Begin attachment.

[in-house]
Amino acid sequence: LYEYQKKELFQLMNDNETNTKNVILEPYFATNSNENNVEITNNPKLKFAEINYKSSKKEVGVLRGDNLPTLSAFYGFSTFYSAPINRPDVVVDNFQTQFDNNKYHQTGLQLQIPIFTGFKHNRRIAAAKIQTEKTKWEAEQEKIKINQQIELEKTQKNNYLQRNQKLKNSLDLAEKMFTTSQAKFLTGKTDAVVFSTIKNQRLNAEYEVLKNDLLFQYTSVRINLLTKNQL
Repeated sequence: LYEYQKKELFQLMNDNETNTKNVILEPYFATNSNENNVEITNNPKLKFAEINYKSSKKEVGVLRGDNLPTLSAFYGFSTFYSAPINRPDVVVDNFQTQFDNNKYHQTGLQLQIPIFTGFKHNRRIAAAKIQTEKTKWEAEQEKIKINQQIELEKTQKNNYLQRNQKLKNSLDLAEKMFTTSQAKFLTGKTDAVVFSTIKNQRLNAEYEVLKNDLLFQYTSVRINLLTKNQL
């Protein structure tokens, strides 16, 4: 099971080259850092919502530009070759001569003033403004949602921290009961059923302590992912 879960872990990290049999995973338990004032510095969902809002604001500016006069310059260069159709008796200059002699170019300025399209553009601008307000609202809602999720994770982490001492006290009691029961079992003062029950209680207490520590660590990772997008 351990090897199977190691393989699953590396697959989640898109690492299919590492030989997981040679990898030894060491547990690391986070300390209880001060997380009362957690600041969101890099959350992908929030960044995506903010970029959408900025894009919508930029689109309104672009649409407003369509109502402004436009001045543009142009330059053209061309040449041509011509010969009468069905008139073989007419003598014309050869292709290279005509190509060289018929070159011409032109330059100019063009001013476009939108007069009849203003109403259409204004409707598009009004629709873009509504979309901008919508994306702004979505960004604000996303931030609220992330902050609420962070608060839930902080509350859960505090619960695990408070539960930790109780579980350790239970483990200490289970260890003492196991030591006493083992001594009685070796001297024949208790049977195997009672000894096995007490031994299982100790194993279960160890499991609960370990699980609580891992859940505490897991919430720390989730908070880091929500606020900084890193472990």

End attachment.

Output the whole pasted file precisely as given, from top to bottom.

[in-house]
Amino acid sequence: LYEYQKKELFQLMNDNETNTKNVILEPYFATNSNENNVEITNNPKLKFAEINYKSSKKEVGVLRGDNLPTLSAFYGFSTFYSAPINRPDVVVDNFQTQFDNNKYHQTGLQLQIPIFTGFKHNRRIAAAKIQTEKTKWEAEQEKIKINQQIELEKTQKNNYLQRNQKLKNSLDLAEKMFTTSQAKFLTGKTDAVVFSTIKNQRLNAEYEVLKNDLLFQYTSVRINLLTKNQL
Repeated sequence: LYEYQKKELFQLMNDNETNTKNVILEPYFATNSNENNVEITNNPKLKFAEINYKSSKKEVGVLRGDNLPTLSAFYGFSTFYSAPINRPDVVVDNFQTQFDNNKYHQTGLQLQIPIFTGFKHNRRIAAAKIQTEKTKWEAEQEKIKINQQIELEKTQKNNYLQRNQKLKNSLDLAEKMFTTSQAKFLTGKTDAVVFSTIKNQRLNAEYEVLKNDLLFQYTSVRINLLTKNQL
């Protein structure tokens, strides 16, 4: 099971080259850092919502530009070759001569003033403004949602921290009961059923302590992912 879960872990990290049999995973338990004032510095969902809002604001500016006069310059260069159709008796200059002699170019300025399209553009601008307000609202809602999720994770982490001492006290009691029961079992003062029950209680207490520590660590990772997008 351990090897199977190691393989699953590396697959989640898109690492299919590492030989997981040679990898030894060491547990690391986070300390209880001060997380009362957690600041969101890099959350992908929030960044995506903010970029959408900025894009919508930029689109309104672009649409407003369509109502402004436009001045543009142009330059053209061309040449041509011509010969009468069905008139073989007419003598014309050869292709290279005509190509060289018929070159011409032109330059100019063009001013476009939108007069009849203003109403259409204004409707598009009004629709873009509504979309901008919508994306702004979505960004604000996303931030609220992330902050609420962070608060839930902080509350859960505090619960695990408070539960930790109780579980350790239970483990200490289970260890003492196991030591006493083992001594009685070796001297024949208790049977195997009672000894096995007490031994299982100790194993279960160890499991609960370990699980609580891992859940505490897991919430720390989730908070880091929500606020900084890193472990």